14 Oct 2011

How Warcraft Will Never End

As Blizzcon rapidly approaches there’s a ton of speculation about what will be announced. Hopes are high for a new World of Warcraft expansion, although details are sketchy about what it may contain. The trademark ‘Mists of Pandaria’ has been suggested as a name following trademark registration, but this was later dismissed as being ‘wildly overhyped’ by the developer.

Regardless of what the next expansion is called, the important thing is where it takes the story and what possibilities open up. Is it possible that the upcoming expansion will close the book on the Warcraft universe, or are we looking at the prelude to something even bigger?

I’ll be the first to confess that I’m no lore expert, but regardless of the story intricacies at play I think that there’s a rough way in which the current Warcraft story arc will conclude, including how it’ll be the jumping-off point for something far bigger.

As always with discussions of this type, this is pure tinfoil-hat speculation. I’m not saying that this is an accurate idea of what will happen, just that it’s an example of what could happen. Don’t go placing any bets off the back of this.

Coming Up Next

Back in the mists of time an internet legend emerged. A list of expansions and associated levels had been produced sometime in early alpha or beta, posted on a forum only to later vanish. Some say it’s a genuine article while others claim it to be fake, but it’s worth looking at.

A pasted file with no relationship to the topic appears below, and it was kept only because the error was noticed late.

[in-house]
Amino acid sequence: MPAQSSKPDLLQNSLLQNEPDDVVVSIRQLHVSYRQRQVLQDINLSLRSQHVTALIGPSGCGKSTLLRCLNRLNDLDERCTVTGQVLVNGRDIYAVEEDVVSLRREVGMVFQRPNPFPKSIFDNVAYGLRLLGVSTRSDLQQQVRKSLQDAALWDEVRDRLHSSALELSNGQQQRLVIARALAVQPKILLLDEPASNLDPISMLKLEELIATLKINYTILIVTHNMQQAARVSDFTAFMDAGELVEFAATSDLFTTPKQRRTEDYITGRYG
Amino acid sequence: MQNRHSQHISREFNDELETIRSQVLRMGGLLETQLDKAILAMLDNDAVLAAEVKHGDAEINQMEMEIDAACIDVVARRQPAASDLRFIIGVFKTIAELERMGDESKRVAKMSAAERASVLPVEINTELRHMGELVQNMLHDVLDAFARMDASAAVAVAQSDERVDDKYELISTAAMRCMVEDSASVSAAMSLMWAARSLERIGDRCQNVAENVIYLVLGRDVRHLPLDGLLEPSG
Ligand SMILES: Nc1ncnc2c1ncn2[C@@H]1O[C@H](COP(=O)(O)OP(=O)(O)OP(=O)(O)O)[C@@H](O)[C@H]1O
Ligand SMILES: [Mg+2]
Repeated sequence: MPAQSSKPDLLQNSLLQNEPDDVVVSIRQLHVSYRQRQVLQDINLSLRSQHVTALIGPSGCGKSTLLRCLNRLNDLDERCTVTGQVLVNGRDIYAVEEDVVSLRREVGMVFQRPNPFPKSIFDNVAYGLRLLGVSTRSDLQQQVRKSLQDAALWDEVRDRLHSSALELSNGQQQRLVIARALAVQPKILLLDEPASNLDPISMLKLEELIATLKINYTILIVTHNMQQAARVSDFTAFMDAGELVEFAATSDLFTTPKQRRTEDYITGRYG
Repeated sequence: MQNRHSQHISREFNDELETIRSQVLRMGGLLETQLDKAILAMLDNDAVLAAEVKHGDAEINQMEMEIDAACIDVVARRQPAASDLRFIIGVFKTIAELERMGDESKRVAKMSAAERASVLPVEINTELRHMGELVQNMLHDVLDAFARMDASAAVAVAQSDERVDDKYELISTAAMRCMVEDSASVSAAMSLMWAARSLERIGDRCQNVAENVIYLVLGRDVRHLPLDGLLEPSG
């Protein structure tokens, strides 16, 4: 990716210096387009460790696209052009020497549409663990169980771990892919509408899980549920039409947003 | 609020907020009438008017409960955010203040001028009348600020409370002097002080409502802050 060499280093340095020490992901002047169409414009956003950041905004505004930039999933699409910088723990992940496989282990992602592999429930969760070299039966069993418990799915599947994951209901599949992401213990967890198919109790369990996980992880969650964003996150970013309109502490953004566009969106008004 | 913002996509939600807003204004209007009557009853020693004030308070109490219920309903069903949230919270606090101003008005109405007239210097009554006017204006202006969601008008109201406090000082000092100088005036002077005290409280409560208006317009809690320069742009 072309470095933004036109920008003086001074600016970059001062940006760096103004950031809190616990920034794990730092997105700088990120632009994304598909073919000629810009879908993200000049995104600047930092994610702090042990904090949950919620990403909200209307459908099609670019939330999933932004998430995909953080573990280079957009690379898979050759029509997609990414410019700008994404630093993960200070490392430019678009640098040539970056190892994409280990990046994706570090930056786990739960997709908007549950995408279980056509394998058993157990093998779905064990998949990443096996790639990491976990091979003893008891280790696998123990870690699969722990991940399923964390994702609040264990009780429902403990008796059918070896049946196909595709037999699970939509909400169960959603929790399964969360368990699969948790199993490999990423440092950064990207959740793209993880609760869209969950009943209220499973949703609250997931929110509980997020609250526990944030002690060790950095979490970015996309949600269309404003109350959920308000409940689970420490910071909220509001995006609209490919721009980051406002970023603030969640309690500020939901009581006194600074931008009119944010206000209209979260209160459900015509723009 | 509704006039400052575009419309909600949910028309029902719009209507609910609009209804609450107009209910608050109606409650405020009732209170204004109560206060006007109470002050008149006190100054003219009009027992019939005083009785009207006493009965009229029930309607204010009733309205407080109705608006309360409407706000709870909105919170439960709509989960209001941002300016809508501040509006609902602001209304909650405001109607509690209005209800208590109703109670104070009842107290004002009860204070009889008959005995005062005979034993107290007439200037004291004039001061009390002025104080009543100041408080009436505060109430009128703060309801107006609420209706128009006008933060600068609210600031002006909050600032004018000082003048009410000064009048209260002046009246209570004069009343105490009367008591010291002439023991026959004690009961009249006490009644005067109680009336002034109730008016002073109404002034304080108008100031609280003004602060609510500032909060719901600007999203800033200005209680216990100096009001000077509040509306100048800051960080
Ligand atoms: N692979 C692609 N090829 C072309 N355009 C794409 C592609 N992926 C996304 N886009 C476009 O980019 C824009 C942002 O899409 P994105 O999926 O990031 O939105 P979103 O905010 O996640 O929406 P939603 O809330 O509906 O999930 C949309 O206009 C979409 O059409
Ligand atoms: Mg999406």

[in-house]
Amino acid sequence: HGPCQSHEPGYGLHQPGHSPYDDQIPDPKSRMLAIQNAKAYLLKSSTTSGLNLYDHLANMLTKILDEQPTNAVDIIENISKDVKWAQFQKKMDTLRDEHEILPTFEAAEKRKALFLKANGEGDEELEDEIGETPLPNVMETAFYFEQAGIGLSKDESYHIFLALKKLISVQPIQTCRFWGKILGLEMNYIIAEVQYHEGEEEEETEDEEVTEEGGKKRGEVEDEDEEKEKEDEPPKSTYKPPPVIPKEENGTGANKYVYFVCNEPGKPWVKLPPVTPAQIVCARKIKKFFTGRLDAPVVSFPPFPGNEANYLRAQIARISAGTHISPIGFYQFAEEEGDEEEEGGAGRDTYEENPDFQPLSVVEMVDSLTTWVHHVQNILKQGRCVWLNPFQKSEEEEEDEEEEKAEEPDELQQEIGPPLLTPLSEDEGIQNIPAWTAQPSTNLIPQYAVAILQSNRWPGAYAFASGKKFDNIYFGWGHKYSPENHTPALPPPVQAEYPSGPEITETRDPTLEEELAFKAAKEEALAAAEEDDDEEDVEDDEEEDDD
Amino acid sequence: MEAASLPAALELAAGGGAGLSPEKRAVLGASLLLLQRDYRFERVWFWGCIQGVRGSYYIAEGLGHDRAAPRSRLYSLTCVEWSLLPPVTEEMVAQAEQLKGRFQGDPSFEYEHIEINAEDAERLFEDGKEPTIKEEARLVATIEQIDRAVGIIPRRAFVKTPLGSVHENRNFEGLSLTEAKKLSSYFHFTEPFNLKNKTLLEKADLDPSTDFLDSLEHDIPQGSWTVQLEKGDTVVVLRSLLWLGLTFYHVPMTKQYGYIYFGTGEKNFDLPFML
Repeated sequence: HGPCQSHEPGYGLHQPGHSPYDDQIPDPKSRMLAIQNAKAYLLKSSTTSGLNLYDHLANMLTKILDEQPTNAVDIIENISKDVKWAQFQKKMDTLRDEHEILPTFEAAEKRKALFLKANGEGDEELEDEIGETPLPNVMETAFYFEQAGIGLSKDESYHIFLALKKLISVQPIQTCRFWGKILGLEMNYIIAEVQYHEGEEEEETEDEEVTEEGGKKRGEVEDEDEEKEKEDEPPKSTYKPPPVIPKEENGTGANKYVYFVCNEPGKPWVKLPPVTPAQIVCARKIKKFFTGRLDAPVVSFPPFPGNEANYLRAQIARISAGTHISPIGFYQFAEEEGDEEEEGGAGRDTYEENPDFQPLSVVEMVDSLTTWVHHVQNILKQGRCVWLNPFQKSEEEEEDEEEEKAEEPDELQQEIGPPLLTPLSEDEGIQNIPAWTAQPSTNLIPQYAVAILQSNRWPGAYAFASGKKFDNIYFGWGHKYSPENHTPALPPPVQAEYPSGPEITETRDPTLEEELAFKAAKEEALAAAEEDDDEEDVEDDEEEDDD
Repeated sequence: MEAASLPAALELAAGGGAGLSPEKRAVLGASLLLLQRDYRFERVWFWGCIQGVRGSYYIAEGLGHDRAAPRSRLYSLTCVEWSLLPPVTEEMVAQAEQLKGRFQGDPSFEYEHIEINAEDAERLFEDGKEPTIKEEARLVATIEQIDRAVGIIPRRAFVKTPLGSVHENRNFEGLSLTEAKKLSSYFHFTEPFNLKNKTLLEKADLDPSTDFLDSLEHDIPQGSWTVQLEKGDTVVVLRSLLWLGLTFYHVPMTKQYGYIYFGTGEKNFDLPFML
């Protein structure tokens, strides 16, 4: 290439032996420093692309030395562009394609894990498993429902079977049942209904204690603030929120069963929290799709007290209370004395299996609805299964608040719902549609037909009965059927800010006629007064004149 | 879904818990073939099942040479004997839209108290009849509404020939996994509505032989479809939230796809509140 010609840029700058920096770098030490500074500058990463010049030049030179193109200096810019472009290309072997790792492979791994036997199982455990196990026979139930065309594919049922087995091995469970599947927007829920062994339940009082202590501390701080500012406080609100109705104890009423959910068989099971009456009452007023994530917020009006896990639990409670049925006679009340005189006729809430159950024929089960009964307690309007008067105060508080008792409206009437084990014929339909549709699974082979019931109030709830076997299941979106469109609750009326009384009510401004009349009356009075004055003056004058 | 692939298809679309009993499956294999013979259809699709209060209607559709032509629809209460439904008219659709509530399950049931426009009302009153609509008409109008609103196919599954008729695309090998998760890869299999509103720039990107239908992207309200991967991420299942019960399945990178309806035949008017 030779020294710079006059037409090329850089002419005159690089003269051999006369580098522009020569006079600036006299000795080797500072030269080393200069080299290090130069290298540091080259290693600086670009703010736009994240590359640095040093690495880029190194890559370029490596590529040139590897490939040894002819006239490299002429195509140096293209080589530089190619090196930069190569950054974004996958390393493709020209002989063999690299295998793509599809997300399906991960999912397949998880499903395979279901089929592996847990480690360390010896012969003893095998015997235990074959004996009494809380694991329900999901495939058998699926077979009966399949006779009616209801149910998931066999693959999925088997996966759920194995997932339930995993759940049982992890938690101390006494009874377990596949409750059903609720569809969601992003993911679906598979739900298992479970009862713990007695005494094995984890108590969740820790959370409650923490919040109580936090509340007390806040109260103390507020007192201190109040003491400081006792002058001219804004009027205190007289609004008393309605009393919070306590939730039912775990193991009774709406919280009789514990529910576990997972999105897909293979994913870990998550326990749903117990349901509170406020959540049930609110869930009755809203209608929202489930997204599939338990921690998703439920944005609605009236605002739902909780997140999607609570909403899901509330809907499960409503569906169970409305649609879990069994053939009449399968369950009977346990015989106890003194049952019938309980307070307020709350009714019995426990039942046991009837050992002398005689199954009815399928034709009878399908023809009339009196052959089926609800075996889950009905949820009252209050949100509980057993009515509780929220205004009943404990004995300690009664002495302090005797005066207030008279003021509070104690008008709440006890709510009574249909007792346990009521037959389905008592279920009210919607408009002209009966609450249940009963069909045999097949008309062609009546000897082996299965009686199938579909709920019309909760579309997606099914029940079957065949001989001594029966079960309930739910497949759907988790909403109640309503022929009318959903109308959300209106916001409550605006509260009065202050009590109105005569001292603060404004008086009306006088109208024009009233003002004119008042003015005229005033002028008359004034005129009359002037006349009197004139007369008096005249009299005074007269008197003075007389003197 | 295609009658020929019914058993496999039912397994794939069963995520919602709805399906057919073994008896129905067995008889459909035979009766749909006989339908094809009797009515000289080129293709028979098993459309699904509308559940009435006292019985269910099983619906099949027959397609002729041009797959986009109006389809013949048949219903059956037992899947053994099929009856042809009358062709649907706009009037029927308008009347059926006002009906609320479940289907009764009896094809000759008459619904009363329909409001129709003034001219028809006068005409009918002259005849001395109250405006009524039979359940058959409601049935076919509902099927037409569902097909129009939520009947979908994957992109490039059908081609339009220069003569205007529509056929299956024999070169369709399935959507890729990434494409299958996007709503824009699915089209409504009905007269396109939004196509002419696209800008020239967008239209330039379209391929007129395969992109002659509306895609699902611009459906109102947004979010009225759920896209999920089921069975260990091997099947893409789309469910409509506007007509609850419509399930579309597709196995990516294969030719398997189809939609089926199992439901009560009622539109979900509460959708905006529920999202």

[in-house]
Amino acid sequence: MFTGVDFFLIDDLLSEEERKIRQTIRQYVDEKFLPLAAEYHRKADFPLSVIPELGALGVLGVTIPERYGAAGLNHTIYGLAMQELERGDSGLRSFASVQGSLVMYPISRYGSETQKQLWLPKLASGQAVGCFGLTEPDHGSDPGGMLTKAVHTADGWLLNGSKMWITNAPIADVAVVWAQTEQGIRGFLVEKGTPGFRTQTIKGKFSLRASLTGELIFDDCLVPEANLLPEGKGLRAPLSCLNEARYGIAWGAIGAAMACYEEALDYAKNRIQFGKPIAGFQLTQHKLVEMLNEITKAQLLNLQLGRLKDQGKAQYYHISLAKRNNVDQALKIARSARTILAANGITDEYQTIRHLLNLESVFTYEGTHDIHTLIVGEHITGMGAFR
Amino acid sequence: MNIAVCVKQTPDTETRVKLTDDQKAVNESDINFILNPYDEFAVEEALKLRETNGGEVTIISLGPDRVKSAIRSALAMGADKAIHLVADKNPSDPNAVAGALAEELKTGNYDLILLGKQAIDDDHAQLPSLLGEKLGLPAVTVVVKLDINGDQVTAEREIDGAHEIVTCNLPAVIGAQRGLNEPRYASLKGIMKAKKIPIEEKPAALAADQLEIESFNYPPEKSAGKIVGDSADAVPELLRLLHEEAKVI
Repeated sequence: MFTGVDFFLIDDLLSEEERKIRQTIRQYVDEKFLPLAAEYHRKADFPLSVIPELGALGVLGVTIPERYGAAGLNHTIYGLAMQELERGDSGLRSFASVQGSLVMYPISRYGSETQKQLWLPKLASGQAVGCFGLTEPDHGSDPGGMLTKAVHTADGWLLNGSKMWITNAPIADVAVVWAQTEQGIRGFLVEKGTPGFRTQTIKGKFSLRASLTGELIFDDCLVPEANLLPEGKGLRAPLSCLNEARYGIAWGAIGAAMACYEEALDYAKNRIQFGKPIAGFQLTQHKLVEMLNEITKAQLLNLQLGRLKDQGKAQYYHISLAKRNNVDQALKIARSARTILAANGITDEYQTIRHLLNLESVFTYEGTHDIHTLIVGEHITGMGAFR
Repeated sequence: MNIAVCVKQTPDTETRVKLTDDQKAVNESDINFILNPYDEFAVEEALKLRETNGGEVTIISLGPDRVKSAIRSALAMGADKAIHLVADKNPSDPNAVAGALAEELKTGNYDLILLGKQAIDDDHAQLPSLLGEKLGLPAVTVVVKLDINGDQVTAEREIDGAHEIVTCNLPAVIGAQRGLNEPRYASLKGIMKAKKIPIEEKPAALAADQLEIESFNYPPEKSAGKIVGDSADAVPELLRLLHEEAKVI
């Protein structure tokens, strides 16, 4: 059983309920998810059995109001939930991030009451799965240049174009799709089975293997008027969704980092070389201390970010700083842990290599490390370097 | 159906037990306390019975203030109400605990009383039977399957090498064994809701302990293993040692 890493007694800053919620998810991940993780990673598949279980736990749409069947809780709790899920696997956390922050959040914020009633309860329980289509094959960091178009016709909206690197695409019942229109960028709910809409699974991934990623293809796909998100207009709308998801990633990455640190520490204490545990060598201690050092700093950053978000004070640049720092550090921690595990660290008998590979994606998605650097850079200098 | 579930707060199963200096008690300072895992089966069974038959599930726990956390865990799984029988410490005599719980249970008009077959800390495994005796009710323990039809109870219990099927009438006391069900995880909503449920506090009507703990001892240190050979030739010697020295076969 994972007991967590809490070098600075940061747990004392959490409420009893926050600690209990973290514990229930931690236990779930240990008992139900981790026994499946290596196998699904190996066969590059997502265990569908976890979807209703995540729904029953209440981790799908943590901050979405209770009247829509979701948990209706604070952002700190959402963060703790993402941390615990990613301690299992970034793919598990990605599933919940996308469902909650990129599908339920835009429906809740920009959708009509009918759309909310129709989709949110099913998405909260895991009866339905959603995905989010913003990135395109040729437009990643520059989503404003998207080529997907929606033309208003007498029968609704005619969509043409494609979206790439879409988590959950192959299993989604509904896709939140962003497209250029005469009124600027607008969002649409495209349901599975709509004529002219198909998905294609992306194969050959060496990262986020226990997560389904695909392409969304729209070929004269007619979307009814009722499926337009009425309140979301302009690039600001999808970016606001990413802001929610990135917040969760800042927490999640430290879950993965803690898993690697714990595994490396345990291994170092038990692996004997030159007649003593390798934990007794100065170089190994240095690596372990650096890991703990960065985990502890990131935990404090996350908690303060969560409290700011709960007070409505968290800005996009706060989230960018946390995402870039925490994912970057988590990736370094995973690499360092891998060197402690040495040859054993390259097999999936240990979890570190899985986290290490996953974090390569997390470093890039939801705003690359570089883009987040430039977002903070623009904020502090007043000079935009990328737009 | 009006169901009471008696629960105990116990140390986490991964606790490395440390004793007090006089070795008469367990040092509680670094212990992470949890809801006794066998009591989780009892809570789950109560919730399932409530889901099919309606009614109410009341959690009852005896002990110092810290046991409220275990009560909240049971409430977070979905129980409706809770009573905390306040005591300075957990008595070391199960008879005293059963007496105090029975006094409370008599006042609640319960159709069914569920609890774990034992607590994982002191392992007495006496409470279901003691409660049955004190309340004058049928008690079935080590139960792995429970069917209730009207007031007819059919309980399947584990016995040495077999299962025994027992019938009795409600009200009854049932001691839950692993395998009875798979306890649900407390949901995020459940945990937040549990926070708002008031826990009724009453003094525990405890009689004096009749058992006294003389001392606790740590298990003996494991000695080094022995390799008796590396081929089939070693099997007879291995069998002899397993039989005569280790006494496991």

Whether the list is real or fake, it’s become clear from previous expansions that the story drives what zones are developed and what content gets included. What’s less clear is what drives the story, which is where strategy comes in.

I’ll come on to what the strategy is shortly, but I think Anne Stickney’s predictions on the upcoming expansion are largely correct. The next expansion is likely to feature the Broken Isles, Kul Tiras and all the other oceanic areas that weren’t included with Cataclysm. I think that Queen Azshara and the Old God N’Zoth will be the concluding bosses of the expansion. There may even be some play between Azshara and Sargeras, drawing the Burning Legion back into the game.

The Grand Finale

With the remaining Old God influence dealt with and the Naga finally eliminated, Azeroth remains safe from itself. Attention can then focus on dealing with the Burning Legion once and for all, with players finally able to give Sargeras some much-needed payback.

This is the expansion where we get a chance to recapture the Burning Cidatel and defeat Sargeras. This is where Velen’s prophecy plays out. This is the final chapter in the story, the point where Azeroth becomes safe and where the heroes can retire.

Or is it?

The defeat of Sargeras doesn’t mean that the Burning Legion is wiped out. There are thousands of worlds out there that have been conquered, destroyed or become allied with the chaos army. While one story might end with a fifth expansion, there are a whole stack of unanswered questions and untouched worlds left out there.

Insert Coin To Continue